Sun Boy, Chameleon Boy, and Lightning Lass visit the planet Skor. They help an "interplanetary post office" fend off some space serpents, but two men are trapped in the freezing cold of outer space. The Skorians revived them using a "radium chamber". But when this is tried on Lightning Lad, it fails -- as his cells are decaying.

Saturn Girl keeps sensing that Mon-el isn't telling the truth about finding a cure for death. She lies and tells him to fly her to a distant planet, where she's heard of a cure. They pass by Daxam as they do, and Saturn Girl opens her space-helmet. With her life in danger, Mon-el lands on Daxam. Saturn Girl overhears how the Daxamites have a way to bring the unliving to life. Mon-el confesses: Using a lightning rod developed by the Daxamites, the life-force of a living person can be transferred into that of a dead person if the rod is struck by intense lightning. But the living person dies in the process. Mon-el had intended to sacrifice his life to revive Lightning Lad, but couldn't get away from Saturn Girl to do it.

With the secret out, the six Legionaires each decide to hold a rod, and let chance decide who shall die in order to revive Garth. Saturn Girl secretly switches her rod with one made of "duralim" which is far more likely to attract lightning.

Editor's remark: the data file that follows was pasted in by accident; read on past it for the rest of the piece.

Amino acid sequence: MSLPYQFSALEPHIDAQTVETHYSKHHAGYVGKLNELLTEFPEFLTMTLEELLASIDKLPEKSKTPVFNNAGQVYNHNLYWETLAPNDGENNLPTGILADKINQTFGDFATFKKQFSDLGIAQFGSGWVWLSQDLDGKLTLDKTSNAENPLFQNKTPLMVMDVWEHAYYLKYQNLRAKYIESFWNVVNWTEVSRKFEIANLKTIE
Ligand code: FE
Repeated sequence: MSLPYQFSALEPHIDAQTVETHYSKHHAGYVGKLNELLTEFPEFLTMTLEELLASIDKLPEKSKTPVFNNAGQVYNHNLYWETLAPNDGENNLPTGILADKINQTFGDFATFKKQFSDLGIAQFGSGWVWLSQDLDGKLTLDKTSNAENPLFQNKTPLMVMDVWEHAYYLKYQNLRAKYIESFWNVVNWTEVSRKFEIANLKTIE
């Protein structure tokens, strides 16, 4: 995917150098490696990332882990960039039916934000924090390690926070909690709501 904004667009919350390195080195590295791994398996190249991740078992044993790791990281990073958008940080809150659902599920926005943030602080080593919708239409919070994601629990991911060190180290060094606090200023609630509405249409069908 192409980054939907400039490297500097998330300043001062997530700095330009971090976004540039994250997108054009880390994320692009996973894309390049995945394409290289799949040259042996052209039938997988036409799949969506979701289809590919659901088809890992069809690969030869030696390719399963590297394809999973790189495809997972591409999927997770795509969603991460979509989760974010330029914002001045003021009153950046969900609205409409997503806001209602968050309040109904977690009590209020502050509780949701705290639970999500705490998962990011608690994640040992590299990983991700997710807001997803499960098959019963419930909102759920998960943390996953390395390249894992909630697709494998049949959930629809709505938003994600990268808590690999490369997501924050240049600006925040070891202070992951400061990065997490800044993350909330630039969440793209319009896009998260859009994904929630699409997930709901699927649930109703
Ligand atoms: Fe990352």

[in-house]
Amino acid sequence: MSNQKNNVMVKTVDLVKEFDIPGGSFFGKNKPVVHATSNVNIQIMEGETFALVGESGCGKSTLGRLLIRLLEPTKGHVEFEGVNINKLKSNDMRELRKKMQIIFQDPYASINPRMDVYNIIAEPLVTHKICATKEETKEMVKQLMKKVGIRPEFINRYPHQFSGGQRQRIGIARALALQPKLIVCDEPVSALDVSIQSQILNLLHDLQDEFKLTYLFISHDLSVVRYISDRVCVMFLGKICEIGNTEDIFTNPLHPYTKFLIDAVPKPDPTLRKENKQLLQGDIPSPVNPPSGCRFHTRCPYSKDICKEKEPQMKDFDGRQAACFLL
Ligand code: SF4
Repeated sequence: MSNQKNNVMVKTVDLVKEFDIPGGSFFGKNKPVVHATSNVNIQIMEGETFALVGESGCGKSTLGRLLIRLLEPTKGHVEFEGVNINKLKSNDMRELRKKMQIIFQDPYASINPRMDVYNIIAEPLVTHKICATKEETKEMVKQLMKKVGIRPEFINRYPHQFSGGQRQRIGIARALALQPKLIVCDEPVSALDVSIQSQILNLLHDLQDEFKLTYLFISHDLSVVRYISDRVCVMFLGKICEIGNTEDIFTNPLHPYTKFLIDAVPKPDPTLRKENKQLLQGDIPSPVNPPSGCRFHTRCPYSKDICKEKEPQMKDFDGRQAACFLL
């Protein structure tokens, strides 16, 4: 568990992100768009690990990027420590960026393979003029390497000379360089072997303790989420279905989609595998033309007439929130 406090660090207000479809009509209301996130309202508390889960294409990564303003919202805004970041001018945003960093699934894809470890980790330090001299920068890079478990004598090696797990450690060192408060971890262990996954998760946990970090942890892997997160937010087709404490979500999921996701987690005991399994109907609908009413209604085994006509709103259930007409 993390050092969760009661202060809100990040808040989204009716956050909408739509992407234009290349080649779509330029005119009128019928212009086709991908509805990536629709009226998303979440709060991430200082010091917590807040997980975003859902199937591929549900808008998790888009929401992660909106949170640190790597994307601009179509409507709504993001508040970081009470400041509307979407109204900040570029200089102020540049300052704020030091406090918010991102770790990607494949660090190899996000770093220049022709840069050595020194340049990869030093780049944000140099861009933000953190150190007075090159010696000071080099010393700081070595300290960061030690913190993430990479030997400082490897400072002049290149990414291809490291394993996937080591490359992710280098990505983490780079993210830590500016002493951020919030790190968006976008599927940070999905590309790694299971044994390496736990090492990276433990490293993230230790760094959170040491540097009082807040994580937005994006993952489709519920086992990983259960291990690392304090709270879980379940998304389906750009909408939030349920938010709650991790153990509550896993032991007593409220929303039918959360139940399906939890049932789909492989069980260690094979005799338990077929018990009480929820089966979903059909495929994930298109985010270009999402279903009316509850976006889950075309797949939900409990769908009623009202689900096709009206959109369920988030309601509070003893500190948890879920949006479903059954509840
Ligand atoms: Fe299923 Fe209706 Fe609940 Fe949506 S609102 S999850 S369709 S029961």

Sure enough, she dies. Lightning Lad comes back to life. The Legionaires watch in horror as Saturn Girl's corpse dissolves. It turns out that it was really Chameolon Boy's pet, Proty, who had taken her place. (Proty had lured her into some caverns and gotten her lost so it could take her place.)

All's well that ends well!








Tuesday, April 23, 2019

I have, at last a little breathing room for my home video collection.

But I'm out of space between the door and the couch.


It's been 50 years since the Cuyahoga River caught fire.

Here is your list of major Cuyahoga River fires.



Cleveland's river was not particularly prone to fires, no more or less than any other river or harbor in the U.S. with adjacent industrial areas. In our area, the source for most fires was oil byproducts from the gigantic Standard Oil works (located at the massive area bounded by Broadway Avenue, I-77, and I-490). Steel mills, iron foundries, chemical works, shipbuilding, shipping, lumber mills, box and furniture manufacturing, and a wide range of other sources also contributed oil and debris.

"Anyone who falls into the Cuyahoga does not drown," the locals joked. "He decays."

The worst fire occurred in 1936. Oil sludge at the Erie Railroad bridge (just east of the North Broadway neighborhood) burst into flame after sparks from welding going on at a neglected freighter hit the water. The fire, although not particularly big or intense, raged out of control for five days because no fireboats could reach it from the ice-bound river. Firefighters couldn't reach the blaze, either, since no water mains were close enough. Fire personnel ended up dumping water on it from above. The damage done to the railroad bridge was $1 million -- that's $18 million in 2018 dollars.